Universities should be working to answer outstanding questions about shale development, but until they do the practice should proceed cautiously, if it proceeds at all, a Cornell University professor told students in Pittsburgh on Friday.
Antony Ingraffea, an expert on rock fractures and one of the leading academic critics of shale development, spoke to a packed house at the Swanson School of Engineering at the University of Pittsburgh about the “myths and realities” of shale.
“All these myths have an element of truth,” he said, adding that universities should be working to “remove the mythologies from the myth,” both by revealing inaccuracies in the current debate and by finding answers to unknowns and uncertainties.
“There are things we know and things that we don’t know about unconventional gas,” Ingraffea said.
In a two-hour lecture to more than 50 students, professors and others interested in shale, he challenged the history of hydraulic fracturing, wastewater recycling figures, the frequency of gas migration and the relative cleanliness of shale gas.
Although a respected academic, Ingraffea doesn’t believe in staying back from the debate.
“What I try to practice is science-based advocacy,” he said.
Ingraffea gives frequent talks on shale development and Gasland director Josh Fox used Ingraffea’s work in his “re-rebuttal” of challenges to his documentary by Energy In Depth (see Shale Daily, Feb. 16).
As a resident of New York, he said it wouldn’t be appropriate for him to advocate for a moratorium on shale drilling in Pennsylvania, but he said he was pleased that such drilling wasn’t taking place in his home state. The reason is because he believes significant unanswered questions remain regarding shale development.
Ingraffea said he has spent more than 25 years working with the oil and gas industries, going back to a three-year stint in the unconventional gas program at the U.S. Department of Energy-backed Lawrence Livermore National Laboratory in the mid-1980s followed by a period working with — “not for,” he said — the oilfield services giant Schlumberger Ltd.
That work involved simulating hydraulic fracturing using sandstone slabs in a laboratory to understand how fluids moved through rock formations – using ideal settings as a starting point for understanding real world complexities.
Ingraffea believes “fracking” is a misnomer.
“It’s refracking,” he said, because the process of pumping water, sand and chemicals underground opens up natural fractures in the rocks, making it more difficult “to predict the effects of induced fracturing.”
“What we found out after doing all these simulations is that we could get any answer we want and that’s still the case, in my perspective,” he said, noting that the research made the cover of the Journal of Petroleum Technology in June 1989.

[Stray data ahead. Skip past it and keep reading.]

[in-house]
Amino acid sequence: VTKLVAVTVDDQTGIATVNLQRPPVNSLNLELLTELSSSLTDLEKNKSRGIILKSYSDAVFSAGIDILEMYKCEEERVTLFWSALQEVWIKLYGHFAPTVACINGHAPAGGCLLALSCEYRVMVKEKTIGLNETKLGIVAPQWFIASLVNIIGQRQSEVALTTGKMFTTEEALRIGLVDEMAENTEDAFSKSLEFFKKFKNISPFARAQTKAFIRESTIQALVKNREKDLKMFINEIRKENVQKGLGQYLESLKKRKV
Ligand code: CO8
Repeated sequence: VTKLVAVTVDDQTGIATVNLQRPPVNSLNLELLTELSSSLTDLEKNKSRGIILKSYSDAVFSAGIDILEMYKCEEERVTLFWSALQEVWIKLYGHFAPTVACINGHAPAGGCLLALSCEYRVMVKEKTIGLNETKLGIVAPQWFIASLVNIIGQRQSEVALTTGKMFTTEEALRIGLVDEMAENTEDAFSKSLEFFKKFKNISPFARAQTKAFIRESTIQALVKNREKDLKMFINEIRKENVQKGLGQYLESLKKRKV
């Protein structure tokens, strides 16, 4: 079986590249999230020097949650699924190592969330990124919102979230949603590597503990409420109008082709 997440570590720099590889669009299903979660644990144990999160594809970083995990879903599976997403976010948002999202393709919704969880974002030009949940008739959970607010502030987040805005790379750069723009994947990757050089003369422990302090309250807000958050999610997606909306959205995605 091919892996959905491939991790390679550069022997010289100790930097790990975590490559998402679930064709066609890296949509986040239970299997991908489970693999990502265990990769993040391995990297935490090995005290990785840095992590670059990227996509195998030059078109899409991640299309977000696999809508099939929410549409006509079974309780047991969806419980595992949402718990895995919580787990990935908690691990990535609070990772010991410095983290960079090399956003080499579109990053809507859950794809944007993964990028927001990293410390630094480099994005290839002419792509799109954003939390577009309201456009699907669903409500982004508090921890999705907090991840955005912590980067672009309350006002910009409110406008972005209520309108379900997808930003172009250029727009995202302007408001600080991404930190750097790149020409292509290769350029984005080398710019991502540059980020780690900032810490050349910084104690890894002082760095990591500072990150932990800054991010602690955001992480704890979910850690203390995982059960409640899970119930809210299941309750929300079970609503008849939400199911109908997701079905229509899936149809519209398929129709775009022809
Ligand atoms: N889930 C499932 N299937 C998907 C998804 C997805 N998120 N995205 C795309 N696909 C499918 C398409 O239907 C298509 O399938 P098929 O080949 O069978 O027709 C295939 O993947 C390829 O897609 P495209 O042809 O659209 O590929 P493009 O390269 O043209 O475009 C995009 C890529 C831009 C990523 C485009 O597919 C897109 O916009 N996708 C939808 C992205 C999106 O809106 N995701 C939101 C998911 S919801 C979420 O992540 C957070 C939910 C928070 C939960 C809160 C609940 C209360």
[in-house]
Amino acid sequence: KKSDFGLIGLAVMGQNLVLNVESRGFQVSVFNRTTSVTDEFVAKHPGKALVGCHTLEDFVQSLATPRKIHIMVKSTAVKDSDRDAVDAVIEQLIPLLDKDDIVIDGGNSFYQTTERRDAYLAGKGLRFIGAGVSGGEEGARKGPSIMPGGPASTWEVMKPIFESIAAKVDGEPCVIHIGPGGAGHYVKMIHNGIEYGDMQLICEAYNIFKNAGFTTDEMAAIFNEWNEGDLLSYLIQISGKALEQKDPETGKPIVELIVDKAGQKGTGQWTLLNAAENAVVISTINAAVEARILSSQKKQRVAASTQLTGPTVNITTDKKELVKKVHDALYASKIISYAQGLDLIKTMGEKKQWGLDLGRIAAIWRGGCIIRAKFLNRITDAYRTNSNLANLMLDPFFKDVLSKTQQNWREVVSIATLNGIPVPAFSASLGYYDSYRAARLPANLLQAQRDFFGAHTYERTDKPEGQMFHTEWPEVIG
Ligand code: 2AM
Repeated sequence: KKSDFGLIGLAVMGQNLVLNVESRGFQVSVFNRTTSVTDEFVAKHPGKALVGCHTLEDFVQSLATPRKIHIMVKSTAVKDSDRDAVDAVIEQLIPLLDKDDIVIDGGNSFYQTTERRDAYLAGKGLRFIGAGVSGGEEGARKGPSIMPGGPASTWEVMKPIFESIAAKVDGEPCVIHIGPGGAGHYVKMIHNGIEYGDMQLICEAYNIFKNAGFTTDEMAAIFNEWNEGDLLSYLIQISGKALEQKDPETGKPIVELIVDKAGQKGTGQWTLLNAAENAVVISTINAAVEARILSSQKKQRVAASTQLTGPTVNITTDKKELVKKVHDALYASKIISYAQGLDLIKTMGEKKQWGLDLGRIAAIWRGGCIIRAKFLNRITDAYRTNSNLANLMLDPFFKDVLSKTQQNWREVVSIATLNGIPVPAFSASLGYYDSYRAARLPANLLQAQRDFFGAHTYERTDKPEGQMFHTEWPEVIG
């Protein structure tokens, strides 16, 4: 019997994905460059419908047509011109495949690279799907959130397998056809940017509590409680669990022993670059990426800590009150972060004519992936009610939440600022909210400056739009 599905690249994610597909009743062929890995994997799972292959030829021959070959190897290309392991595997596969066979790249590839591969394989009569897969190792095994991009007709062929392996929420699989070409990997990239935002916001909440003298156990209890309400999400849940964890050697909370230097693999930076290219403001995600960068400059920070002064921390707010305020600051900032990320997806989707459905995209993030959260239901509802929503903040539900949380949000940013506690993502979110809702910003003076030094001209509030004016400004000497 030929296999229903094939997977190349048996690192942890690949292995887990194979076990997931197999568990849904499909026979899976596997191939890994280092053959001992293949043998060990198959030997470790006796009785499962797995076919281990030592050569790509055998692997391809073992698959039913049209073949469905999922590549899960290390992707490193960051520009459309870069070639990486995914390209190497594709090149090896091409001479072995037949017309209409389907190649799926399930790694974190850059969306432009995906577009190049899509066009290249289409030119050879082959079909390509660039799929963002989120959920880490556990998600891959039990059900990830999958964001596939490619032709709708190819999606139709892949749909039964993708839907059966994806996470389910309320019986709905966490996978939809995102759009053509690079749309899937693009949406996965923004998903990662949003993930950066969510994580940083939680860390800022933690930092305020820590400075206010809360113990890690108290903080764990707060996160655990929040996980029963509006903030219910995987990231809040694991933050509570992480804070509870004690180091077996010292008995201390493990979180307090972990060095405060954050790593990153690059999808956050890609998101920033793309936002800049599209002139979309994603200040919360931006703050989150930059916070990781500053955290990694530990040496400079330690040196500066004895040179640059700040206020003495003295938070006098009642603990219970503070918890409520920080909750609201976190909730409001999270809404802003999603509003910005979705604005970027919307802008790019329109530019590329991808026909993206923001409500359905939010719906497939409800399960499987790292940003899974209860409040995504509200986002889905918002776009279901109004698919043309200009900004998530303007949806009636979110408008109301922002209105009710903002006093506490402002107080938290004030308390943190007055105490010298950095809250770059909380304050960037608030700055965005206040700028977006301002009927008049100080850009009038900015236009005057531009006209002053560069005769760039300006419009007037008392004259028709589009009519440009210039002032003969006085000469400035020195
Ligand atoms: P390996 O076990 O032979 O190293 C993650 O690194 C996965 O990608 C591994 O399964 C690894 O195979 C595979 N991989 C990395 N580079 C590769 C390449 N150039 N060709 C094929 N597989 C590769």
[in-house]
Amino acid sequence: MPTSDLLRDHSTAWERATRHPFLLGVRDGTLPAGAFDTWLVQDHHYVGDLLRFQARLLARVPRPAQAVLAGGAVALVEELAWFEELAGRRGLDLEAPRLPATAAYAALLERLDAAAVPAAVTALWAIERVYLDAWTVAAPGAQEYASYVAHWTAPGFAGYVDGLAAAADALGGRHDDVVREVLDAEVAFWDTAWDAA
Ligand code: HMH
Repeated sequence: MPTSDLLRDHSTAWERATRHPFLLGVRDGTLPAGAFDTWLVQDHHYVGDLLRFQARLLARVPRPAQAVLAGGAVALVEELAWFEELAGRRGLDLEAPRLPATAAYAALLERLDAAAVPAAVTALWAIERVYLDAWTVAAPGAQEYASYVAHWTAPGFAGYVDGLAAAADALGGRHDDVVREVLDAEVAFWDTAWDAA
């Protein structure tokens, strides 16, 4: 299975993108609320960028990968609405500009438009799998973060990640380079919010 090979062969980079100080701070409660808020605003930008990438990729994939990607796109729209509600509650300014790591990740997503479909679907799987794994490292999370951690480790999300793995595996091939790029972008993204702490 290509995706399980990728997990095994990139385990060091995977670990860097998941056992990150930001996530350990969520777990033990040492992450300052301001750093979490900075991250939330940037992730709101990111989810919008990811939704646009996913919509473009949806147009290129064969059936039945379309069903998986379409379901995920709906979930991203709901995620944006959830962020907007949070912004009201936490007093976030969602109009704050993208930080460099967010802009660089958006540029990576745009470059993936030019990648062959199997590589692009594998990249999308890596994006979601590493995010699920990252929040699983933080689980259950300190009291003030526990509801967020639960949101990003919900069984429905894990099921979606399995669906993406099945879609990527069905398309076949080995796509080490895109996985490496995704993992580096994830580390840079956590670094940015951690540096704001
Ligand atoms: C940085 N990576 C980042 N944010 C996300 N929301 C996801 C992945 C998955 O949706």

Ingraffea thinks that many of the assurances about shale development don’t tell the whole story.
He agrees with the oft-repeated claim that hydraulic fracturing is a proven technology used more than 1 million times over the past 60 years without a documented case of migration, but said “that is not the only technology we’re talking about.” The combination of hydraulic fracturing, directional drilling, high-volume fracturing fluids, slickwater fracturing fluids and multi-well drilling pads is “about a decade old” and used only 20,000 times, and “there are still some problems,” he said.
On the claim that the industry is recycling 70% or more of its wastewater in Pennsylvania, up from 20% last year, Ingraffea pointed to a recent reporting debacle to say that the rate is closer to 40% (see Shale Daily, March 11).
“That’s a good improvement, but the industry isn’t yet where it needs to be,” he said.
While he believes industry is stepping up to invent better recycling methods, he also believes that the rush to invent those technologies proves that the hydraulic fracturing of 60 years ago is not identical to the process used today.
Ingraffea believes well construction methods don’t guarantee the long-term protection of groundwater resources because of corrosion and because of the hard-to-predict nature of shallow gas encountered en route to deeper shales.
Finally, he attacked one of the central tenets of natural gas: it’s cleanliness. While he admits that natural gas burns cleaner than any other fossil fuel, he said that new research from his fellow Cornell professor Robert Howarth – set for publication soon – suggests that vented and leaked methane could make greenhouse gas emissions from shale gas higher than coal or oil.
“What we are saying is that there’s not enough science to answer the question.” Ingraffea said.
Ingraffea is the academic counterpoint to Terry Engelder, the Penn State University geologist who helped spawn interest in the Marcellus Shale through his reserve estimates in 2008 and is generally supportive of drilling. The two professors occasionally debate publicly, most recently at a January symposium in LaPorte, Pa. “Tony and I have the same objective, which is: If it’s going to be done, there’s only one way, and that’s the right way,” Engelder said at the summit.
While both supporters and opponents of shale development are guilty of spewing “gushers of hogwash,” Engelder said, debate in the academic community is often about different interpretations of established facts, such as the potency of methane as a greenhouse gas. “We treat each other with respect, we discuss this and we discuss this in a civil way. I would hope that over the years, Tony and I generally end up liking each other as a result of the process,” he said.
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